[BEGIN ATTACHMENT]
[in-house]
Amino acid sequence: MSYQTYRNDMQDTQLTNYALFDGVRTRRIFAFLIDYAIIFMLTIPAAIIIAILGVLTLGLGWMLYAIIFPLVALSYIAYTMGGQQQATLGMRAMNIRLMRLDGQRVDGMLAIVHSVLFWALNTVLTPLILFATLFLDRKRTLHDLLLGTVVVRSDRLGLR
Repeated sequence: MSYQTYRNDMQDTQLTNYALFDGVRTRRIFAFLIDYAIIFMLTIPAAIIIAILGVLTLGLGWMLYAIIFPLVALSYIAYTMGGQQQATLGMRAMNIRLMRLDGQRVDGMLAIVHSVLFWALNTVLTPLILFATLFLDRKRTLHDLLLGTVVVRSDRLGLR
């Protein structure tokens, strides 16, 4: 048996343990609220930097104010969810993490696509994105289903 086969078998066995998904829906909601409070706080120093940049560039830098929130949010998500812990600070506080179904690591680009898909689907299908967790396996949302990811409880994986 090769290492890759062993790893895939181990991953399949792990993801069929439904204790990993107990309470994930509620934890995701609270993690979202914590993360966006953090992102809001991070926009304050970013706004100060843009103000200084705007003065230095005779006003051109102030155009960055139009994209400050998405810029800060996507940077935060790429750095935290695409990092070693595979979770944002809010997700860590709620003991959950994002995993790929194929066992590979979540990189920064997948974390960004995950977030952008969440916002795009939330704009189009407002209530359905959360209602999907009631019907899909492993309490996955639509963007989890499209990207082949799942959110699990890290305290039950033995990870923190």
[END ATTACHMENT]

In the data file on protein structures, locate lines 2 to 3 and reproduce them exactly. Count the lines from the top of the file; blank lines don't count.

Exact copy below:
Amino acid sequence: MSYQTYRNDMQDTQLTNYALFDGVRTRRIFAFLIDYAIIFMLTIPAAIIIAILGVLTLGLGWMLYAIIFPLVALSYIAYTMGGQQQATLGMRAMNIRLMRLDGQRVDGMLAIVHSVLFWALNTVLTPLILFATLFLDRKRTLHDLLLGTVVVRSDRLGLR
Repeated sequence: MSYQTYRNDMQDTQLTNYALFDGVRTRRIFAFLIDYAIIFMLTIPAAIIIAILGVLTLGLGWMLYAIIFPLVALSYIAYTMGGQQQATLGMRAMNIRLMRLDGQRVDGMLAIVHSVLFWALNTVLTPLILFATLFLDRKRTLHDLLLGTVVVRSDRLGLR